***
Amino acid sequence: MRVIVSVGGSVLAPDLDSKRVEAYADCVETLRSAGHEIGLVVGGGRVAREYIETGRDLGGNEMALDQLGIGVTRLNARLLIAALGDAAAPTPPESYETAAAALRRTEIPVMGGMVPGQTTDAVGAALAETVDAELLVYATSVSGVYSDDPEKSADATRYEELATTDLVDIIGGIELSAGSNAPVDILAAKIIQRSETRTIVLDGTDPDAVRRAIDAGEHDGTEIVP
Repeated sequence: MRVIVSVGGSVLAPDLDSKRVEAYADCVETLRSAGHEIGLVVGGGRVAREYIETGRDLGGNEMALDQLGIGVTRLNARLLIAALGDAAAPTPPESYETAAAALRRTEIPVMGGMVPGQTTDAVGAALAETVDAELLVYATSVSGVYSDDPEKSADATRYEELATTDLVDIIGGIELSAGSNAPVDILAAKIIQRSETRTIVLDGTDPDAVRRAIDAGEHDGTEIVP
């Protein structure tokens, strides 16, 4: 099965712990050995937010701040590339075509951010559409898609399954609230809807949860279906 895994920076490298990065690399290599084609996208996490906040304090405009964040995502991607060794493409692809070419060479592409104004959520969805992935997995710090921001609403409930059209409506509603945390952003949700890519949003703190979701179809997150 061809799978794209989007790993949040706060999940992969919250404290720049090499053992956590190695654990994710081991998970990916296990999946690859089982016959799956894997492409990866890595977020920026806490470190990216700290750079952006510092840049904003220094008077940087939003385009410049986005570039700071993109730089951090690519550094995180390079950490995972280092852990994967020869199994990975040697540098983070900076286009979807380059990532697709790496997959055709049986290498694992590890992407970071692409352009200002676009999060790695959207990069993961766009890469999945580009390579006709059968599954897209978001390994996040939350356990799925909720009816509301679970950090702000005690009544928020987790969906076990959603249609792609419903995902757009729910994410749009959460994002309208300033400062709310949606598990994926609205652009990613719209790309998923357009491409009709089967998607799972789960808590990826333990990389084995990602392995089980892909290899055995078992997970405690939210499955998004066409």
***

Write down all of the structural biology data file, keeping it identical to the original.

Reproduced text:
Amino acid sequence: MRVIVSVGGSVLAPDLDSKRVEAYADCVETLRSAGHEIGLVVGGGRVAREYIETGRDLGGNEMALDQLGIGVTRLNARLLIAALGDAAAPTPPESYETAAAALRRTEIPVMGGMVPGQTTDAVGAALAETVDAELLVYATSVSGVYSDDPEKSADATRYEELATTDLVDIIGGIELSAGSNAPVDILAAKIIQRSETRTIVLDGTDPDAVRRAIDAGEHDGTEIVP
Repeated sequence: MRVIVSVGGSVLAPDLDSKRVEAYADCVETLRSAGHEIGLVVGGGRVAREYIETGRDLGGNEMALDQLGIGVTRLNARLLIAALGDAAAPTPPESYETAAAALRRTEIPVMGGMVPGQTTDAVGAALAETVDAELLVYATSVSGVYSDDPEKSADATRYEELATTDLVDIIGGIELSAGSNAPVDILAAKIIQRSETRTIVLDGTDPDAVRRAIDAGEHDGTEIVP
């Protein structure tokens, strides 16, 4: 099965712990050995937010701040590339075509951010559409898609399954609230809807949860279906 895994920076490298990065690399290599084609996208996490906040304090405009964040995502991607060794493409692809070419060479592409104004959520969805992935997995710090921001609403409930059209409506509603945390952003949700890519949003703190979701179809997150 061809799978794209989007790993949040706060999940992969919250404290720049090499053992956590190695654990994710081991998970990916296990999946690859089982016959799956894997492409990866890595977020920026806490470190990216700290750079952006510092840049904003220094008077940087939003385009410049986005570039700071993109730089951090690519550094995180390079950490995972280092852990994967020869199994990975040697540098983070900076286009979807380059990532697709790496997959055709049986290498694992590890992407970071692409352009200002676009999060790695959207990069993961766009890469999945580009390579006709059968599954897209978001390994996040939350356990799925909720009816509301679970950090702000005690009544928020987790969906076990959603249609792609419903995902757009729910994410749009959460994002309208300033400062709310949606598990994926609205652009990613719209790309998923357009491409009709089967998607799972789960808590990826333990990389084995990602392995089980892909290899055995078992997970405690939210499955998004066409």